We talked to people who plan worship in RCA churches. Here’s what they told us about the role worship plays in the spiritual life of their churches.
The honey-soaked tenor, the steady rumble of the bass, the decadent drizzle of a descant, the precise glide of an alto just below the surface of a familiar hymn. Every part sounds different, but they come together to form one song.
One Church, a new RCA Today feature, brings together the harmonies being sung around the RCA. In each issue, we’ll explore how six different people or churches approach one area of ministry. (We know, we know. There are actually seven people this time. It will normally be six, promise.) The RCA’s mission says that, as a denomination, we’re a thousand churches in a million ways doing one thing—following Christ in mission, in a lost and broken world so loved by God. Through this new feature, we want to highlight the diverse ways RCA members and churches are following Jesus.
This time, we talked to people who plan worship in RCA churches. Here’s what they told us about the role worship plays in the spiritual life of their churches.
Coordinator of worship and praise
First Reformed Church
Orange City, Iowa
First Reformed is the first church Amanda Haverdink has worked at that has its own brass quartet—and the first without an electric guitarist. For Haverdink, more important than the instruments or the style of music are the words: “It’s about if the words speak into the service and reflect the Lord. It doesn’t matter if the song was written two days ago or 200 years ago. We want words that are theologically sound, God-honoring words,” she says. “We have a multigenerational congregation. … I can trust that the Lord is going to lead me to the worship songs people need to sing.”
Minister of worship and arts
St. Thomas Reformed Church
St. Thomas, U.S. Virgin Islands
It was an adjustment, Chanelle Schaffer admits. Her last church was in New York City and had Broadway singers in the choir. This one was a traditional church on a small Caribbean island. But Schaffer knew God was calling her. She has worked with the church to start drama and dance ministries and has begun mixing in different styles of music—gospel and contemporary and jazz. “We’re trying to find ways that everyone can come to the table and be fed,” Schaffer says. “Art leaves room for everyone in worship to receive what they need to receive.”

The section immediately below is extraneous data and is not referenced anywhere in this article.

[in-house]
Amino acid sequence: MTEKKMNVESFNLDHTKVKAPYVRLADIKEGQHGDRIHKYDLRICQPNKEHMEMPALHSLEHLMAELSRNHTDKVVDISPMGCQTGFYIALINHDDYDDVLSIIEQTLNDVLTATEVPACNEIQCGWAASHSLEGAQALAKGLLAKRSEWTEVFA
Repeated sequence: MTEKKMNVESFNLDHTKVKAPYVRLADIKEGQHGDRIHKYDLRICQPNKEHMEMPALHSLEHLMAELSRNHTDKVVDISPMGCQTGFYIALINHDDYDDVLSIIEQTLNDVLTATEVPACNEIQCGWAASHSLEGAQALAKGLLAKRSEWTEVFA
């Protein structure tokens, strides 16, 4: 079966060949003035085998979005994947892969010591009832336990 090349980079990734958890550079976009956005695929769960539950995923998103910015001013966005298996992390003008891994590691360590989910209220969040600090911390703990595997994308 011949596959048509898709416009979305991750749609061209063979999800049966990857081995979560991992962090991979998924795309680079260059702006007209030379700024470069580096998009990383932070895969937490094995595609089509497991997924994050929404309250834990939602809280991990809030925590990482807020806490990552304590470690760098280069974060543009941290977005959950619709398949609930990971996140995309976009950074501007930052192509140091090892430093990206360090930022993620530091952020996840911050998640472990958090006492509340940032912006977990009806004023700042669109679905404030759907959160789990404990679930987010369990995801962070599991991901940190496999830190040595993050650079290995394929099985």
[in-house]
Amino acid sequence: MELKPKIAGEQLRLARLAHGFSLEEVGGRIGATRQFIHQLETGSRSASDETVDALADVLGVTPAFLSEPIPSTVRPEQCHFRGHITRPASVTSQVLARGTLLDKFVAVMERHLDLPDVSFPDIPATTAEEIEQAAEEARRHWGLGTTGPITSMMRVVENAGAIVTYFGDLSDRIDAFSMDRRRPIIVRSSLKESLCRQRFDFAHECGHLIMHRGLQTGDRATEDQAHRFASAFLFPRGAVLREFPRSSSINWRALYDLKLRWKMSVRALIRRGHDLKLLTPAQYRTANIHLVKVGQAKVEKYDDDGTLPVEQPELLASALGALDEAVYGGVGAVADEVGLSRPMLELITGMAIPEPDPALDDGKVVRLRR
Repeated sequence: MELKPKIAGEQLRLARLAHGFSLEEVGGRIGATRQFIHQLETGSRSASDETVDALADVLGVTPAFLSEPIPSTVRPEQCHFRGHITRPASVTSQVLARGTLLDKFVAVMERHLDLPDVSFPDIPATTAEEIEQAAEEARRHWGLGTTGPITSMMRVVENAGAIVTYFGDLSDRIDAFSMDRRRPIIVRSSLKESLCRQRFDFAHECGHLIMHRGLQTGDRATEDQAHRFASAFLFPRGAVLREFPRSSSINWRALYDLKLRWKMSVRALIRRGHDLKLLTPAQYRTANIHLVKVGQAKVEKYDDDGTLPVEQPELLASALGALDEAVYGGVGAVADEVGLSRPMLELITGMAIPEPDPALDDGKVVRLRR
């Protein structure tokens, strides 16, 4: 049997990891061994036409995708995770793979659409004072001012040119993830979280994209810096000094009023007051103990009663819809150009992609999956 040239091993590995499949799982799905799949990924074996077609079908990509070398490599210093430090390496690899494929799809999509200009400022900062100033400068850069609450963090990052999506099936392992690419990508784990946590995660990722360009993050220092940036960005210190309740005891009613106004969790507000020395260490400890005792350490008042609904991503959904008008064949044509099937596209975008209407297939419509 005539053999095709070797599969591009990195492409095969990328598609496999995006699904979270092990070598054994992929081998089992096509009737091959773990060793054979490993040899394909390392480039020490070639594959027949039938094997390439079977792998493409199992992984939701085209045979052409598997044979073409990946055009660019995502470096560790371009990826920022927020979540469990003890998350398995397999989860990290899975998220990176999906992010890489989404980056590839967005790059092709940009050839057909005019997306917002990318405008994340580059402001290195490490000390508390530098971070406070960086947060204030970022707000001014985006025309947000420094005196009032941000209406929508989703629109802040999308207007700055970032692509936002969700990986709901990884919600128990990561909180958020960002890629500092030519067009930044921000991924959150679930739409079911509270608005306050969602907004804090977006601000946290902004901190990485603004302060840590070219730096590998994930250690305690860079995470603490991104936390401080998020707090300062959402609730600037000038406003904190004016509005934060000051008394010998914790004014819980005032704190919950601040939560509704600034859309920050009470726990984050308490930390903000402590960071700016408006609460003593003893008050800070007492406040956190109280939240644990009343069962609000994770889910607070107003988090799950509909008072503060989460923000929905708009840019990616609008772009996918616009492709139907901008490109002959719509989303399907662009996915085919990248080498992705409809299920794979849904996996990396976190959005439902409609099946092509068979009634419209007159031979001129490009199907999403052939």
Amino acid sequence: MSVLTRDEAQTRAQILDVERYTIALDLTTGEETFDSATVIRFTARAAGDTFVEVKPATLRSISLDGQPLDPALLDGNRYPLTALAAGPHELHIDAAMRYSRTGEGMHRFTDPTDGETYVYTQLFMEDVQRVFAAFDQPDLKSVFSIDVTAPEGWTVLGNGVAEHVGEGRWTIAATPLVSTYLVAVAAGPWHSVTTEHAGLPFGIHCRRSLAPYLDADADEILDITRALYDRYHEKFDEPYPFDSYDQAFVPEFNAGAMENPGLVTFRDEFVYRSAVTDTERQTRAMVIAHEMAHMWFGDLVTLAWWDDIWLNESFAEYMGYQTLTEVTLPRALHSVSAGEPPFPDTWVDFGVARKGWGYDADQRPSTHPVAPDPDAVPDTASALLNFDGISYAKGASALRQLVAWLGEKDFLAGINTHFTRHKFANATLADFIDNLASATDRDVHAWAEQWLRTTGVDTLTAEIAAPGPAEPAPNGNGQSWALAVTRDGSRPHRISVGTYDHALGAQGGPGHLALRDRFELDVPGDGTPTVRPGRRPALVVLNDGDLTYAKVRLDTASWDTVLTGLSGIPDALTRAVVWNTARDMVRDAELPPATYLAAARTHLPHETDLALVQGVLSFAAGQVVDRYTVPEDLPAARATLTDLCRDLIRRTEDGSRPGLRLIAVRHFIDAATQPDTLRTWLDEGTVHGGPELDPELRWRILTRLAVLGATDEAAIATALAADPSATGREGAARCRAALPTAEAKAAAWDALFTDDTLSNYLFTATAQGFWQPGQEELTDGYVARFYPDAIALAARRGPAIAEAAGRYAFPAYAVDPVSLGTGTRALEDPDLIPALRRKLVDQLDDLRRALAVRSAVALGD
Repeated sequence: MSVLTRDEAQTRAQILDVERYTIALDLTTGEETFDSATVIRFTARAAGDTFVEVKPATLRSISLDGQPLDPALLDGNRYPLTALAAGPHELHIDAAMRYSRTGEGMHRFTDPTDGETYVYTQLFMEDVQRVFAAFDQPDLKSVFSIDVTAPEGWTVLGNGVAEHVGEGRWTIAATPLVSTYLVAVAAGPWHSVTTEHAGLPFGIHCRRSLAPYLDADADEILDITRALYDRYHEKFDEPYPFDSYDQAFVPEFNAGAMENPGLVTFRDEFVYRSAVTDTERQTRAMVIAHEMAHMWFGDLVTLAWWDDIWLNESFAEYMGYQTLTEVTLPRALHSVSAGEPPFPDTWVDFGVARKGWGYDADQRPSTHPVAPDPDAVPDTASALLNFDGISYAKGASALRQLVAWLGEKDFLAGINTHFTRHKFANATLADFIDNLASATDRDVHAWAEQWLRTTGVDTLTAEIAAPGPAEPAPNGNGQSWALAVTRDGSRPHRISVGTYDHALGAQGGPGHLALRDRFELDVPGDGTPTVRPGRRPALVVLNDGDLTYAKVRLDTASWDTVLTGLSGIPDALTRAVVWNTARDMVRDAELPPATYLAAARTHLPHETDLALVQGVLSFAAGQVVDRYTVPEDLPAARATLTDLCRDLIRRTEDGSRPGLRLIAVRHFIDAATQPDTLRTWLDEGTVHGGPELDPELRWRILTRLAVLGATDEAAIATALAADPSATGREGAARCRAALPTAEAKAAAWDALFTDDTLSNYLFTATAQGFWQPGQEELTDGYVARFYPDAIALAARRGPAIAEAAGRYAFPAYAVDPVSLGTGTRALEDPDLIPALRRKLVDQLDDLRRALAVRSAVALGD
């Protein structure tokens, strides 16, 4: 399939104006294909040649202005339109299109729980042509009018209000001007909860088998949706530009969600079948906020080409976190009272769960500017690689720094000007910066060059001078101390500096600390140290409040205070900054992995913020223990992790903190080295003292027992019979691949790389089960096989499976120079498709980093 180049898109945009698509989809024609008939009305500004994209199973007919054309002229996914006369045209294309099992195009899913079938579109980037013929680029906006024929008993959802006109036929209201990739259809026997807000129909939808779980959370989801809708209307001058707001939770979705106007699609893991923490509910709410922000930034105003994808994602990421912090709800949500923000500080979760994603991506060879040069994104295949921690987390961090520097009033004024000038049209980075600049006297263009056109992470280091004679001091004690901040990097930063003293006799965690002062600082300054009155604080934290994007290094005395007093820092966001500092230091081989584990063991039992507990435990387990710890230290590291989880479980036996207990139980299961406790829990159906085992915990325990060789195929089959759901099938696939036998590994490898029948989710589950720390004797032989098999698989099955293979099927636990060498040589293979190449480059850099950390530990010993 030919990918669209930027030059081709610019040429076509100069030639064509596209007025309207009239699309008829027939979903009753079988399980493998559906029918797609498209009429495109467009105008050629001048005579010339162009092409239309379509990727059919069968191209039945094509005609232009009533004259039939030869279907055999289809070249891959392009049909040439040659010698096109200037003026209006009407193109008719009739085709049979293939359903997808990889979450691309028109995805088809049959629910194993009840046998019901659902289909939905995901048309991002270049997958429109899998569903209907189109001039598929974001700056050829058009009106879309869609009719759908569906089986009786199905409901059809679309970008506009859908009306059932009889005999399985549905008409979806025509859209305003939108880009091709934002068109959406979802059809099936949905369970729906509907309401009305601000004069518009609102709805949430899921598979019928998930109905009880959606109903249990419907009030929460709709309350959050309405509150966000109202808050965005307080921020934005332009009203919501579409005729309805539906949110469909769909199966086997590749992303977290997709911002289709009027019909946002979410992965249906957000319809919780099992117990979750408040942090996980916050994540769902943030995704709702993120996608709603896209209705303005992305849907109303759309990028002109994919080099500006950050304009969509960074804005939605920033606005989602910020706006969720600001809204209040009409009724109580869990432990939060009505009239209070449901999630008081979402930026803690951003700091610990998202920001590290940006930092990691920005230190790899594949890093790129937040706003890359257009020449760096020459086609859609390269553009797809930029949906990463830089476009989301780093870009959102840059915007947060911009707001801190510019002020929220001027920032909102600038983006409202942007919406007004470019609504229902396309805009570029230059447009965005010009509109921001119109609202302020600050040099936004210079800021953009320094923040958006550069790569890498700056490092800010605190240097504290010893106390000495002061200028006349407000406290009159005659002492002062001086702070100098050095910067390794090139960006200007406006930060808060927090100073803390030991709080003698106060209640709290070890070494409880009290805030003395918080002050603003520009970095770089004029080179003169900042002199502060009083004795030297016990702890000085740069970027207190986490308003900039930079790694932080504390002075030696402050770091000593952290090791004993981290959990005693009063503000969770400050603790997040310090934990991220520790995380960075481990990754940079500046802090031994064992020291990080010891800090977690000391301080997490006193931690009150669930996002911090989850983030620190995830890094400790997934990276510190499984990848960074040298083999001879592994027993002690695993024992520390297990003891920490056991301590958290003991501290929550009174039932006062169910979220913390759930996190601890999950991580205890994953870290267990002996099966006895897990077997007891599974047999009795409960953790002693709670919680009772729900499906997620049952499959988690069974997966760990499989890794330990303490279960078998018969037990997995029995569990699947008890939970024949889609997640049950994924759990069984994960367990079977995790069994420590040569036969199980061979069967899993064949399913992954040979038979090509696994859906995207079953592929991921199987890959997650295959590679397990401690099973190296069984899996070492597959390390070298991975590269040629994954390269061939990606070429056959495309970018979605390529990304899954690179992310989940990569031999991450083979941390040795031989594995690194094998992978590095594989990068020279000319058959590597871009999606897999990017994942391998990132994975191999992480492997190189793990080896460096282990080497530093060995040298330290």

Brighton Heights Reformed Church
Staten Island, New York
The cast of Sister Act 2 would have been proud. Last Christmas, the youth choir from Brighton Heights Reformed delivered a contagiously enthusiastic rendition of “Joyful, Joyful,” complete with powerhouse soloists, choreography, and rap interludes. Many of the 100 or so young people at the church are already involved in worship through youth choir or orchestra. Some of the high schoolers also help train the younger members. “We believe God has gifted us with these kids so that we can cultivate their leadership and involve them in the service, not just on a youth Sunday but every Sunday. We’re all learning from one another,” Alfred Correa says.
Karl Digerness and Minna Choi
Director of worship arts and choir director
City Church of San Francisco
San Francisco, California
At City Church, Karl Digerness writes original music, Minna Choi composes all of her own choral arrangements, and the worship band features professional musicians. Yet the style is purposefully understated—Choi describes it as “folk jazz” and wants it to be accessible. “There’s a scriptedness to our services, so that anyone who walks in will never be lost,” she says. Original songs are always balanced with familiar ones. “Those are the songs my kids will remember 50 years from now,” says Digerness. “If they’re going to be ‘heart songs’ for people, I want them … to express people’s doubt and love, and to be able to hold and comfort them on their deathbed.”
Christ Memorial Reformed Church
Though she’s not the pediatric surgeon she once imagined, Breanna Chapman thinks “worship is its own kind of healing.” There’s this moment in worship, she says, when people realize that “no matter what they’ve been through … God is still there and can forgive them.” To share this message with as many people as possible, Chapman uses technology to communicate with visual learners and auditory learners in different ways. She has also introduced gospel influences to Christ Memorial. “Each of us on the worship team comes from a different background, but we can create something new together.”
Iglesia Longview (Longview Community Church)
Carlos Robles asked to join the praise ministry at his church when he was just 11 years old.
People tried to tell him he was too young, but he didn’t give up. Now, working at a church with both English and Spanish services, Robles sees the value in different ways of doing worship. “The Latino service is more energetic and with more intensity. The way that we Latinos express our worship is very effusive,” Robles says. “In the service in English, it is quieter. … At times, there are silences that fascinate me. I have learned … to enjoy and know God also in silence and calm.”
*Interview was conducted in Spanish and translated into English.